General Electric To Sell Energy-Focused Startup Current

General Electric GE Current business LED solar
An office building in New York City. Credit: Davide Cantelli

During a presentation to shareholders in New York this week, General Electric CEO John Flannery said he plans to sell off the energy-focused startup Current in the next year or two, Boston Business Journal reported. Since launching in 2015, Current has collaborated on major energy efficiency projects with companies that include Home Depot and JPMorgan Chase.

Current concentrates on making commercial buildings more energy efficient by combining solar and lighting technologies with networked sensors and software. In the lighting realm, the company’s Lumination LED luminaires work with smart building controls, their digitally-controllable Albeo high and low bay luminaires are modular and scalable for industrial spaces, and the Evolve outdoor LED fixtures have a wireless control system.

Just a few weeks ago, the startup celebrated the shipment of its one millionth Albeo LED fixture. “GM has replaced 80,000 traditional lighting fixtures with Current’s Albeo LED fixtures at 45 sites around the world since 2016,” a press release about the milestone said. “In addition to reducing energy expenses by 60%, the sensor-enabled fixtures collect data on temperature, humidity, and movement.”

Besides lighting and controls, Current also builds solar projects. In August, Home Depot tapped the startup to handle the majority of the 50 mini solar farm installations planned for store rooftops. “Each store will reduce electricity grid demand by an estimated 30 to 35% annually,” Current said in an announcement at the time.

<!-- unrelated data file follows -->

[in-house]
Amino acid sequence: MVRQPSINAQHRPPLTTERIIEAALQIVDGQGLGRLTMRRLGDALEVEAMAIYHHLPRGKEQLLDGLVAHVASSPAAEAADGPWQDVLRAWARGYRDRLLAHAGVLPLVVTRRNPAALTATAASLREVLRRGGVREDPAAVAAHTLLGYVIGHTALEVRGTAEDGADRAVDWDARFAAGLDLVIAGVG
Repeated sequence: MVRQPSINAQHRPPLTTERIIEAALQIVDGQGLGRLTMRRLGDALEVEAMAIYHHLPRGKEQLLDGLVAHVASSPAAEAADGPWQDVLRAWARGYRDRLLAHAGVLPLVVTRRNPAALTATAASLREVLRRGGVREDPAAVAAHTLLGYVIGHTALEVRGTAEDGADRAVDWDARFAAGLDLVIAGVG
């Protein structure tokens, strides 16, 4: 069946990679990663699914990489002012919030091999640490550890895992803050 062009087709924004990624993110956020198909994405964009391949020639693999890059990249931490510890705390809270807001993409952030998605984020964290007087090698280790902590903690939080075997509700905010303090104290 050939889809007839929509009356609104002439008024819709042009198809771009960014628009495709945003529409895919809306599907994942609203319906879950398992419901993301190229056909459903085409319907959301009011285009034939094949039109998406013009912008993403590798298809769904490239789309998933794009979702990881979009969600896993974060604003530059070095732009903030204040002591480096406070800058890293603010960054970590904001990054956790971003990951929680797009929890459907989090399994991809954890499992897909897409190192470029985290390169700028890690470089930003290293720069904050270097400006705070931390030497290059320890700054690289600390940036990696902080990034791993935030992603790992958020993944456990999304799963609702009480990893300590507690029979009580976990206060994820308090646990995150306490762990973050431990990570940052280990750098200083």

In addition, Current also provides the AllSites multisite controls and energy management system, which the company says can cut lighting bills by 70%. JPMorgan Chase is using that cloud-based energy management system for a massive lighting retrofit across 4,500 bank branches. The collaboration between the two companies on lighting retrofits, first announced in 2016, is considered to be the largest single-order LED installation in the world. Recently JPMorgan Chase started upgrading branches in Detroit with Current’s help.

It’s unclear exactly when or how Current will be sold. “Over the past two years, Current has generated significant growth in delivering new energy efficiency and digital productivity outcomes for its customers,” a GE spokesperson said, according to the Longmont Times-Call. “GE’s goal is to find a buyer that can help Current continue progressing on its growth journey.”

GE shares have dropped 37% this year, raising questions among investors. Besides putting Current on the chopping block, Flannery said during the third-quarter earnings call that he wants to sell off the company’s transportation and industrial solutions divisions as well, Boston Business Journal’s Kelly J. O’Brien reported.

Bloomberg Gadfly columnist Brooke Sutherland called the prospect of GE selling its transportation, lighting, and industrial-solutions operations good news, and pointed to the $2.6 billion sale of the company’s industrial-solutions business to ABB Ltd. earlier this year.

But she wrote that piecemeal divestitures won’t be enough. “Flannery missed an opportunity to dramatically remake GE through a full-scale breakup, and at best, that positions the company for a tough grind through years of weak earnings.”

Vendors mentioned above:

  • Current
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